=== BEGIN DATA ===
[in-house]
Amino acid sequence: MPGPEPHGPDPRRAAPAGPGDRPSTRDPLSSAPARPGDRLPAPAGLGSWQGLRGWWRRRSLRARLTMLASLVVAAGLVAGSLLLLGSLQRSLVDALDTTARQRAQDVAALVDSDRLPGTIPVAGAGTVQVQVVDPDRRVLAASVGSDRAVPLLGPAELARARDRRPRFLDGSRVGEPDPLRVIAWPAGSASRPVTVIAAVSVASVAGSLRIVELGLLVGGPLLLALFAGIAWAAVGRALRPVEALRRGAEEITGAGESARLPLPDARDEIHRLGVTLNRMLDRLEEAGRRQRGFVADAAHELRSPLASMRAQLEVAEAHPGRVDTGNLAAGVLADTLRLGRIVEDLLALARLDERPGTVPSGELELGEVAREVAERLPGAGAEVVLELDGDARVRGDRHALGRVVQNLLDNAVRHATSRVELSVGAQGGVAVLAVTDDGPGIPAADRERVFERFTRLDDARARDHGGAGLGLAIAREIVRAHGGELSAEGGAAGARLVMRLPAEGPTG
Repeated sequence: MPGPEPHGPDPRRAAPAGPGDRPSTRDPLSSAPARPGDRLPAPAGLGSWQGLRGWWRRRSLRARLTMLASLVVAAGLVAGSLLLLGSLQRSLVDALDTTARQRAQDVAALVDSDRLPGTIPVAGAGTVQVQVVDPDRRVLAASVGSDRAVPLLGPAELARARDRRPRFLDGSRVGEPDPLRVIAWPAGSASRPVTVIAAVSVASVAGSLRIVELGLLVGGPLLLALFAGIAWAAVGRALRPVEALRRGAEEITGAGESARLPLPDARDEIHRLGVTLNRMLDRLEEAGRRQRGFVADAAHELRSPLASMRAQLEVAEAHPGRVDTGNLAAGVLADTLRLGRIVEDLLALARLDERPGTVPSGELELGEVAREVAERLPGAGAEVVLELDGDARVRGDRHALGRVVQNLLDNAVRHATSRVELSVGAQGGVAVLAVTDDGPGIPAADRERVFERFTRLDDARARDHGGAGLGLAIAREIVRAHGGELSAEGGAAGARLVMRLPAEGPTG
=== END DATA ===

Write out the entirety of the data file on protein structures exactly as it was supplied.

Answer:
[in-house]
Amino acid sequence: MPGPEPHGPDPRRAAPAGPGDRPSTRDPLSSAPARPGDRLPAPAGLGSWQGLRGWWRRRSLRARLTMLASLVVAAGLVAGSLLLLGSLQRSLVDALDTTARQRAQDVAALVDSDRLPGTIPVAGAGTVQVQVVDPDRRVLAASVGSDRAVPLLGPAELARARDRRPRFLDGSRVGEPDPLRVIAWPAGSASRPVTVIAAVSVASVAGSLRIVELGLLVGGPLLLALFAGIAWAAVGRALRPVEALRRGAEEITGAGESARLPLPDARDEIHRLGVTLNRMLDRLEEAGRRQRGFVADAAHELRSPLASMRAQLEVAEAHPGRVDTGNLAAGVLADTLRLGRIVEDLLALARLDERPGTVPSGELELGEVAREVAERLPGAGAEVVLELDGDARVRGDRHALGRVVQNLLDNAVRHATSRVELSVGAQGGVAVLAVTDDGPGIPAADRERVFERFTRLDDARARDHGGAGLGLAIAREIVRAHGGELSAEGGAAGARLVMRLPAEGPTG
Repeated sequence: MPGPEPHGPDPRRAAPAGPGDRPSTRDPLSSAPARPGDRLPAPAGLGSWQGLRGWWRRRSLRARLTMLASLVVAAGLVAGSLLLLGSLQRSLVDALDTTARQRAQDVAALVDSDRLPGTIPVAGAGTVQVQVVDPDRRVLAASVGSDRAVPLLGPAELARARDRRPRFLDGSRVGEPDPLRVIAWPAGSASRPVTVIAAVSVASVAGSLRIVELGLLVGGPLLLALFAGIAWAAVGRALRPVEALRRGAEEITGAGESARLPLPDARDEIHRLGVTLNRMLDRLEEAGRRQRGFVADAAHELRSPLASMRAQLEVAEAHPGRVDTGNLAAGVLADTLRLGRIVEDLLALARLDERPGTVPSGELELGEVAREVAERLPGAGAEVVLELDGDARVRGDRHALGRVVQNLLDNAVRHATSRVELSVGAQGGVAVLAVTDDGPGIPAADRERVFERFTRLDDARARDHGGAGLGLAIAREIVRAHGGELSAEGGAAGARLVMRLPAEGPTG